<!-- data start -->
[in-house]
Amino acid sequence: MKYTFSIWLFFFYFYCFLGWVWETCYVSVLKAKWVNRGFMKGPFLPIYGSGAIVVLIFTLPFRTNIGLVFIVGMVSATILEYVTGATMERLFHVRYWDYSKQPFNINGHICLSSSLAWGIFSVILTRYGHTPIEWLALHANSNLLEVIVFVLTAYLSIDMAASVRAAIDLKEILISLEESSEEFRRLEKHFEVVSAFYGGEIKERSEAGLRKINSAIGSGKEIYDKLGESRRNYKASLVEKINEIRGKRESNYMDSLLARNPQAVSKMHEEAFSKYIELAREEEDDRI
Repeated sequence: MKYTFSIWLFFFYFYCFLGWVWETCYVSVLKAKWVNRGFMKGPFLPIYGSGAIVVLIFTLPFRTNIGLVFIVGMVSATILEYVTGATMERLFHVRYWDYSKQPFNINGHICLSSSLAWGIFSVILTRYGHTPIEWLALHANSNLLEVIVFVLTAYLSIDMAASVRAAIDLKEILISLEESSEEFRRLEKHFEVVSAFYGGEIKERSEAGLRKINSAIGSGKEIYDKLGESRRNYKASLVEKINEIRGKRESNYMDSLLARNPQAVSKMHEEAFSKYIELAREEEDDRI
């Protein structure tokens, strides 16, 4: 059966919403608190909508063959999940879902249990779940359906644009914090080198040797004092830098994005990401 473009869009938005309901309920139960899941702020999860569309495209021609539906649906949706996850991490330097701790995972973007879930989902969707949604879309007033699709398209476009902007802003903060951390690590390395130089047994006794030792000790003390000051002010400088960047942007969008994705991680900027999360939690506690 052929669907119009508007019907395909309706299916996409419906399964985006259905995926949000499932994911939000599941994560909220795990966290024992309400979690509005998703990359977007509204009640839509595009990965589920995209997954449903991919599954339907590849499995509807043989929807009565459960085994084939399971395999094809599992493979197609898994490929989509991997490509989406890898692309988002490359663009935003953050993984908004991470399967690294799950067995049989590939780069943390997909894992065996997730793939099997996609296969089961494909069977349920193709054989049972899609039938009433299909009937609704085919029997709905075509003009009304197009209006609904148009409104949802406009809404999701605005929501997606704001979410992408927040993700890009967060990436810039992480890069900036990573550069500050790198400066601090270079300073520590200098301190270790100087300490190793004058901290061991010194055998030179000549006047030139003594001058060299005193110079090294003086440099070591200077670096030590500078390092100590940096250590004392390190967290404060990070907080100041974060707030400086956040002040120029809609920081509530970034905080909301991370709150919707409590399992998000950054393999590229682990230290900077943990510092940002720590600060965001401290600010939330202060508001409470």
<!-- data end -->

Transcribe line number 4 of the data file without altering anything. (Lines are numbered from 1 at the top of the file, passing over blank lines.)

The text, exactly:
């Protein structure tokens, strides 16, 4: 059966919403608190909508063959999940879902249990779940359906644009914090080198040797004092830098994005990401 473009869009938005309901309920139960899941702020999860569309495209021609539906649906949706996850991490330097701790995972973007879930989902969707949604879309007033699709398209476009902007802003903060951390690590390395130089047994006794030792000790003390000051002010400088960047942007969008994705991680900027999360939690506690 052929669907119009508007019907395909309706299916996409419906399964985006259905995926949000499932994911939000599941994560909220795990966290024992309400979690509005998703990359977007509204009640839509595009990965589920995209997954449903991919599954339907590849499995509807043989929807009565459960085994084939399971395999094809599992493979197609898994490929989509991997490509989406890898692309988002490359663009935003953050993984908004991470399967690294799950067995049989590939780069943390997909894992065996997730793939099997996609296969089961494909069977349920193709054989049972899609039938009433299909009937609704085919029997709905075509003009009304197009209006609904148009409104949802406009809404999701605005929501997606704001979410992408927040993700890009967060990436810039992480890069900036990573550069500050790198400066601090270079300073520590200098301190270790100087300490190793004058901290061991010194055998030179000549006047030139003594001058060299005193110079090294003086440099070591200077670096030590500078390092100590940096250590004392390190967290404060990070907080100041974060707030400086956040002040120029809609920081509530970034905080909301991370709150919707409590399992998000950054393999590229682990230290900077943990510092940002720590600060965001401290600010939330202060508001409470």